Dakota State University -- NDSU Agriculture
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Plains Folk: Wind
Tom Isern, Professor of History
It's a sneaky book, this new one by Clay Jenkinson entitled "Message on the Wind: A Spiritual Odyssey on the Northern Plains" (Marmarth Press). I wrote a promotional blurb for it, and you know how those things are, but I always try to be honest with them.
"The Great Plains have become so chic that I hesitate to open any new memoir or travel narrative of the region," I said. "My advice now is, ignore all the tin mystics, fire all the visiting firemen, and read Clay Jenkinson.
"This is prose that could only have been generated by a boy from the Little by-God Missouri River badlands. I have never read a book so utterly real, and yet so profoundly romantic, as ‘Message on the Wind.’ Welcome to Marmarth."
Now here's the sneaky part: Jenkinson is no boy. I see that receding hairline in the PR packet photos, and more than that, I read between the lines of the book. This is a work by--dare I say it?--a middle aged white guy.
Many people on the plains know Jenkinson because of his distinguished career as a public scholar. He was one of the founders of that great romantic enterprise, the Great Plains Chautauqua, and has made a cottage industry out of the portrayal of historic characters--chiefly Thomas Jefferson. He hails from western North Dakota, studied at Oxford (not Oxford, N.D.), and was one of the first recipients of the Charles Frankel Prize (now known as the National Humanities Medal).
His new book is going to tick off a lot of people. He names names. He tells personal stories about the dubious experiences of prominent people, including a distinguished Democrat and the managing editor of one of the region's great metropolitan newspapers. He has a whole collection of stories about certain faculty members from the University of North Dakota who had a hard time fitting in at the Pastime of Marmarth.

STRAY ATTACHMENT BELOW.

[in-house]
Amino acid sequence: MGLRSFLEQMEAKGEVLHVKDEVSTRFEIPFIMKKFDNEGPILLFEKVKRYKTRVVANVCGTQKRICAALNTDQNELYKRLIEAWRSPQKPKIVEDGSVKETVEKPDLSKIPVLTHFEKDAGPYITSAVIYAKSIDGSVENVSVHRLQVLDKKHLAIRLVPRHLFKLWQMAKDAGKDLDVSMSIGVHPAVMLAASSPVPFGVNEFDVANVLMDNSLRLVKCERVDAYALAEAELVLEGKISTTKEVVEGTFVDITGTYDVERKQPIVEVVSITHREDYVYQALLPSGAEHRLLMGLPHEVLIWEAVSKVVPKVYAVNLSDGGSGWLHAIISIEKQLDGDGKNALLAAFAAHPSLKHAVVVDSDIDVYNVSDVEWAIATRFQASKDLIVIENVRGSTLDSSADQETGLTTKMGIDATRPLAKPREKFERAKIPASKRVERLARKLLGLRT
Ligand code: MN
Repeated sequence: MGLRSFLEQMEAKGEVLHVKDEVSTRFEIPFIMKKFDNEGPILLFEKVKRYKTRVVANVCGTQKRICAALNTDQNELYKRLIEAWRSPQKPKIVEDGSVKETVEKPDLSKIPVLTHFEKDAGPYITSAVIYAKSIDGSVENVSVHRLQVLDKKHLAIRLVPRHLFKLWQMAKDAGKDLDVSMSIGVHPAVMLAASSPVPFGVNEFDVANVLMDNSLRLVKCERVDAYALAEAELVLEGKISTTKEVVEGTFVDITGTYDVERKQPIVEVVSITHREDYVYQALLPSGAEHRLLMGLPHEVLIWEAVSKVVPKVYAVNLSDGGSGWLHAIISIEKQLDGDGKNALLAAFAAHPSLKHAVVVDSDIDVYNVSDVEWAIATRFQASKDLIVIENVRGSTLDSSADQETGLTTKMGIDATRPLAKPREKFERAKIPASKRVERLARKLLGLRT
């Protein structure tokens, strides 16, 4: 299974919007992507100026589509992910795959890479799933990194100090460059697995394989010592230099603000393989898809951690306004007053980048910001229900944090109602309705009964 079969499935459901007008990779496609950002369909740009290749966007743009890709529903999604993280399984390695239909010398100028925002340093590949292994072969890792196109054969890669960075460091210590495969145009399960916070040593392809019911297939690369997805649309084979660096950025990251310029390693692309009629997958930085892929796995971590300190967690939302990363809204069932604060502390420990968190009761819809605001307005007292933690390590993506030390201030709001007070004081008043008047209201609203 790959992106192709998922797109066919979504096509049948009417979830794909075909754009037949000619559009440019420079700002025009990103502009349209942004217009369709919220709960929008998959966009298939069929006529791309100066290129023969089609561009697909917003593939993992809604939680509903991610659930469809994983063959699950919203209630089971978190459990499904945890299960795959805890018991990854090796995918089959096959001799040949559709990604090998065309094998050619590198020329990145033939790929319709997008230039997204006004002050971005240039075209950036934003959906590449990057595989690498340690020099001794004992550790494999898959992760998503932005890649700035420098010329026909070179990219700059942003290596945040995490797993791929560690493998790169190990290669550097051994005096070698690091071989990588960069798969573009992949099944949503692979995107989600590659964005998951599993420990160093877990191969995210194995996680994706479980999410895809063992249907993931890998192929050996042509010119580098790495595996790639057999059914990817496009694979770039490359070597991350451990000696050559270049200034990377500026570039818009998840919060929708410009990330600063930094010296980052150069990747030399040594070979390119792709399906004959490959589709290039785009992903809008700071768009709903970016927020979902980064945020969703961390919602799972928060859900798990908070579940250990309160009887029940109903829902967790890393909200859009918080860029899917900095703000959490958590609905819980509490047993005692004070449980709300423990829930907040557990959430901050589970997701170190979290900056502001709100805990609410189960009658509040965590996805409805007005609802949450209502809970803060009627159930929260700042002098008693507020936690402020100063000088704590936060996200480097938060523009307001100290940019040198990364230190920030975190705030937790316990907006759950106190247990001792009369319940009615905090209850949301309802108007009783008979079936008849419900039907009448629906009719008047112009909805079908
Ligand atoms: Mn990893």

Jenkinson is going to be much misunderstood, too, and probably assailed for alleged insensitivities. Most of these have to do with men and women and sex. Not explicit sex, but the general consideration of it. My feminist colleagues, if they open the book, will boil over when they read the chapter, "Learning to Hunt with the Wally Brothers." I fear that many will fail to persevere to the end, where there is redemption.
And something like wisdom, although that will have to be assessed over time, for wisdom is a moving target, or rather no target at all, but more like a wind, something that, as a plainsperson, you learn to embrace, like a bison, and not flee from, like a cow.
I have long argued, too, that the population of the northern plains is the most literate and reflective reading audience in the world. Here is the book to test my proposition. I know a little something about the classics and quite a bit of American literature, but I still struggle to process all the allusions in Jenkinson's text. He also writes some mighty serpentine sentences.
So give over some time to the book, work through it, and what do you get from it? First off you get a droll, passionate, irreverent, reverent tour of those parts of the plains that lie on the banks of Highway 85. The narrative boils up from Dickinson, meanders along the Little Missouri, gets lost a few times, and camps for a good while in Marmarth. Read the book for the love our own country and for the companionship of a fine mind.
Then, if you are in need of wisdom, or redemption, or any such elusive manifestation of grace, listen for the message on the wind. It happens that the airy voice speaking to Jenkinson tells me pretty much the same things and offers the same sort of grace. You'll have to listen for yourself.
"All that is special in me," Jenkinson concludes, "is North Dakota to the core. It makes my heart ache."
Click here for a TIF photo of Tom Isern that is suitable for
Click here for a TIF photo of Tom Isern wearing a hat that is
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